b
}/*N*_{0} approximately 0.7 dB to maintain BER = 10^{- 3}, but PPM can not achieve this BER level and exhibit a BER floor. The BER performance of PPM cannot be improved by increasing the signal transmitting power. The reason is that when the signal power is increased, CMI is increased proportionally [23]. Unlike PPM, however, GFSK still achieves a good BER performance when the signal transmitting power is increased.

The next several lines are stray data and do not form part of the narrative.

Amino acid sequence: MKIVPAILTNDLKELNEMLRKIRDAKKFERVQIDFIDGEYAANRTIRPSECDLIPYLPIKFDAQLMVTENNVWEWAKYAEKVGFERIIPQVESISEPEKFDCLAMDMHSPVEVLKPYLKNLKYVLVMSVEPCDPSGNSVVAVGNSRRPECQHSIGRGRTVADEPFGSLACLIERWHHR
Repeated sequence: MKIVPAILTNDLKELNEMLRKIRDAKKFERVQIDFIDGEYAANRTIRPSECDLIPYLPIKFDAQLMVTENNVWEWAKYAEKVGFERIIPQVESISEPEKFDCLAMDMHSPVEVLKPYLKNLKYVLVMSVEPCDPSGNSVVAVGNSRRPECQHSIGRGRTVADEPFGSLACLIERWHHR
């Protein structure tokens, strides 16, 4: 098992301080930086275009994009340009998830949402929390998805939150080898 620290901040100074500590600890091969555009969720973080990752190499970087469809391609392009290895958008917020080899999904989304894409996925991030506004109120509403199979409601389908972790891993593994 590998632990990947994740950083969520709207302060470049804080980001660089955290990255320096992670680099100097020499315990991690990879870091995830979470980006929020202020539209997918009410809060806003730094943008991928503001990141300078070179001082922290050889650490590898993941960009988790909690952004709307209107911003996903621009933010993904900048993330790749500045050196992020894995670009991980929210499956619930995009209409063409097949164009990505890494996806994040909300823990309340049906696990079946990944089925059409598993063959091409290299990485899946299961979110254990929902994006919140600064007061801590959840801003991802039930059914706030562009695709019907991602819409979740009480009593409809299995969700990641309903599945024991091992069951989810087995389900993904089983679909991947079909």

Figures 11 and 12 show the comparisons of BER performance when synchronization errors occur. In simulation, the modulation index *δ* is set to the maximum channel spread *D* = 80 ns, so no CMI is in simulation. The frame structure is designed by following the method mentioned in Section 5, so IFI is avoided in simulation. The analytical BER curves are obtained directly from (31) and (35), and the values for parameters *η* and *ρ* in (31) and (35) are obtained using the statistic method similar to the one described above. Both the simulated and analytical BERs are obtained by averaging over 100 channel realizations. In Figure 11, when *ε* = 0 ns, no synchronization error occurs, and GFSK and PPM achieve the same BER performance. When *ε* = 2 ns, GFSK has better BER performance than PPM. The improvement at BER = 10^{-3} is approximately 1 dB. In Figure 12, when *ε* = 3 ns, GFSK obtains approximately 2.5 dB improvement at BER = 10^{-3}. When *ε* = 10 ns, the BER of PPM is extremely bad and exhibits a BER floor because of severe synchronization errors, but GFSK still achieves a good BER.